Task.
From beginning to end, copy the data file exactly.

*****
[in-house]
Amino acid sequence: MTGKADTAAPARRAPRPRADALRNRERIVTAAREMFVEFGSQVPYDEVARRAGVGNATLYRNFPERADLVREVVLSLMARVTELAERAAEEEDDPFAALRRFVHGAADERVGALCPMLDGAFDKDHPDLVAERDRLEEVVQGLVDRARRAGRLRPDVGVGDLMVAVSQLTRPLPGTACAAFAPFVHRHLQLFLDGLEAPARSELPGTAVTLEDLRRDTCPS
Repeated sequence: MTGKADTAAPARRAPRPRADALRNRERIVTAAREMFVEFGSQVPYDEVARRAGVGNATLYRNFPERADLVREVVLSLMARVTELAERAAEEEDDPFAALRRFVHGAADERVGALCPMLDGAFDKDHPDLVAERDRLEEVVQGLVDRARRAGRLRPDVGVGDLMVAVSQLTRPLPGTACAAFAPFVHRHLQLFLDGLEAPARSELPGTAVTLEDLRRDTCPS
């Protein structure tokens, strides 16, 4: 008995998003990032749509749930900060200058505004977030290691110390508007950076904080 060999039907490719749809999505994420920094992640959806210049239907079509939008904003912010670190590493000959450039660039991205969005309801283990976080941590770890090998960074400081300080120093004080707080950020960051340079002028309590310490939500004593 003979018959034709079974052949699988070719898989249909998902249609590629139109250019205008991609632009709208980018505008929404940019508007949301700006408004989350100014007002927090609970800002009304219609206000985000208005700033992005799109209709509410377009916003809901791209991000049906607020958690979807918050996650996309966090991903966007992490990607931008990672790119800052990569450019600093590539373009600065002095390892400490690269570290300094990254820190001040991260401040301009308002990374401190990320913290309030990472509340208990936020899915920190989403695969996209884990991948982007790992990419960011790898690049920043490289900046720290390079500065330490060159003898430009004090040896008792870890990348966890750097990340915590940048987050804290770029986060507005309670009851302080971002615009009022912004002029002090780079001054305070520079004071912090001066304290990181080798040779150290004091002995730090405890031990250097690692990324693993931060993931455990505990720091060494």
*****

[in-house]
Amino acid sequence: MTGKADTAAPARRAPRPRADALRNRERIVTAAREMFVEFGSQVPYDEVARRAGVGNATLYRNFPERADLVREVVLSLMARVTELAERAAEEEDDPFAALRRFVHGAADERVGALCPMLDGAFDKDHPDLVAERDRLEEVVQGLVDRARRAGRLRPDVGVGDLMVAVSQLTRPLPGTACAAFAPFVHRHLQLFLDGLEAPARSELPGTAVTLEDLRRDTCPS
Repeated sequence: MTGKADTAAPARRAPRPRADALRNRERIVTAAREMFVEFGSQVPYDEVARRAGVGNATLYRNFPERADLVREVVLSLMARVTELAERAAEEEDDPFAALRRFVHGAADERVGALCPMLDGAFDKDHPDLVAERDRLEEVVQGLVDRARRAGRLRPDVGVGDLMVAVSQLTRPLPGTACAAFAPFVHRHLQLFLDGLEAPARSELPGTAVTLEDLRRDTCPS
């Protein structure tokens, strides 16, 4: 008995998003990032749509749930900060200058505004977030290691110390508007950076904080 060999039907490719749809999505994420920094992640959806210049239907079509939008904003912010670190590493000959450039660039991205969005309801283990976080941590770890090998960074400081300080120093004080707080950020960051340079002028309590310490939500004593 003979018959034709079974052949699988070719898989249909998902249609590629139109250019205008991609632009709208980018505008929404940019508007949301700006408004989350100014007002927090609970800002009304219609206000985000208005700033992005799109209709509410377009916003809901791209991000049906607020958690979807918050996650996309966090991903966007992490990607931008990672790119800052990569450019600093590539373009600065002095390892400490690269570290300094990254820190001040991260401040301009308002990374401190990320913290309030990472509340208990936020899915920190989403695969996209884990991948982007790992990419960011790898690049920043490289900046720290390079500065330490060159003898430009004090040896008792870890990348966890750097990340915590940048987050804290770029986060507005309670009851302080971002615009009022912004002029002090780079001054305070520079004071912090001066304290990181080798040779150290004091002995730090405890031990250097690692990324693993931060993931455990505990720091060494």